Five words and phrases no one wants to hear after the pandemic

Fiona O’Dowd 

fodowdwh@uccs.edu 

     During this pandemic, people have lost their jobs, businesses, family and even their own lives. The news took a repetitive approach, and a path of exhaustive words and phrases was forged. These words and phrases have become commonplace, colloquial even, and for many, these words have lost their original meaning entirely.  

     While the pandemic is not quite over yet, some aspects of life have become “normal” again — and hopefully people will not have to continue hearing these overused words and phrases. 

1. Pivot 

     In a regular time, this would be a pretty smooth word to put into writing. It reads as intelligent and clever; it even had a lot of versatility in tone — until now. At this point, no one wants to hear or read this word for the simple reason that it has been overused to explain how things are changing in an ever-changing pandemic.  

2. Mask 

     While I am very much an advocate for mask-wearing, having to say and hear the word “mask” over and over was mentally draining.  

     I was one of the few fortunate people who was able to work throughout this pandemic — which I am forever grateful for — but one of the many things I had to constantly say to people in public spaces as an employee was, “You got a mask?” This was especially tiring when customers or patrons were eager to argue with me about a mask mandate that I had no say in implementing.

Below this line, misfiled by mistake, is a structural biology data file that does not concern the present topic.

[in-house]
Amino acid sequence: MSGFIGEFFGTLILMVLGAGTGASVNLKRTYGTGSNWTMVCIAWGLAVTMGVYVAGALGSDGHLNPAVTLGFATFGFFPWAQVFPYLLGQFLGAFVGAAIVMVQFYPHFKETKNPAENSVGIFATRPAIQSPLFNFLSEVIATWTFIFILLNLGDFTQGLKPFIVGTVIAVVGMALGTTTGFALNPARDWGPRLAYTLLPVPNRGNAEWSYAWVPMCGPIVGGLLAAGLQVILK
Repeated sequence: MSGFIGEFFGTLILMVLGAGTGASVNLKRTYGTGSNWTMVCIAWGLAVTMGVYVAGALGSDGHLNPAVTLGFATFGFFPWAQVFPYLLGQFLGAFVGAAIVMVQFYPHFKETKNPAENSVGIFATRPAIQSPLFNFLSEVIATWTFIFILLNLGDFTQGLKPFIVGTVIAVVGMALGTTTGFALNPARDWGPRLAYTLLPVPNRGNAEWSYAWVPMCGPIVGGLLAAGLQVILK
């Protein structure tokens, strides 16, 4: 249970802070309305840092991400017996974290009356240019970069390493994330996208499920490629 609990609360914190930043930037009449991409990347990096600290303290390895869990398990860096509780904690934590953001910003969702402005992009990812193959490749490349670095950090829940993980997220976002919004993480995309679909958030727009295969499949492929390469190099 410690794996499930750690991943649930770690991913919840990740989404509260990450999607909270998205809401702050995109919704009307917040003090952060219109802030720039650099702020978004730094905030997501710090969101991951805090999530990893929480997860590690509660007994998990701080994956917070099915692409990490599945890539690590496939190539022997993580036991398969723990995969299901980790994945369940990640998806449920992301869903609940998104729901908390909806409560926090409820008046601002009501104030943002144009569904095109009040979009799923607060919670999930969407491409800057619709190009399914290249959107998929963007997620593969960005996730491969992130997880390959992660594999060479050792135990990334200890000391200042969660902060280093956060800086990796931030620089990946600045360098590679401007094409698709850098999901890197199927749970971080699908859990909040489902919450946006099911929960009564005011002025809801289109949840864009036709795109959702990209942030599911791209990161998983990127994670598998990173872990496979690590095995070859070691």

3. Essential workers 

     The many people that worked throughout the pandemic, especially those in the medical field, have my utmost respect. They saved lives and helped others in a desperate time when help was needed most, as did many others in the respective fields.  

     It was just that the sheer classification of the word “essential” was so debated among everyone that it made the word exhausting to hear. Everyone seems to have an opinion on what an “essential” worker is, and arguing about it did not make the meaning any clearer.  

4. Unprecedented 

     Ugh. This one really got to me every time I read or listened to political figures discussing the state of the pandemic in its many phases. People with that much power explaining such a serious subject matter with the word “unprecedented” was the worst — as if they didn’t have much more of an idea of what was going on than we did. 

5. New normal 

     This was the absolute worst one to hear. Not only was this phrase annoying because it was true, but because it made things seem as if they were never going to end. Some still feel as though this pandemic will never end, but a phrase with a little hope behind it would have been nice in such a dark period of people’s lives. Also, it is just sappy and tacky. 

     As this pandemic begins to see resolution after its many downfalls, let’s at least try to move forward with more positive thought — and language. When people feel hopeful, more effort goes into helping those who need it, and perhaps this could create the “normal” we once had before the pandemic.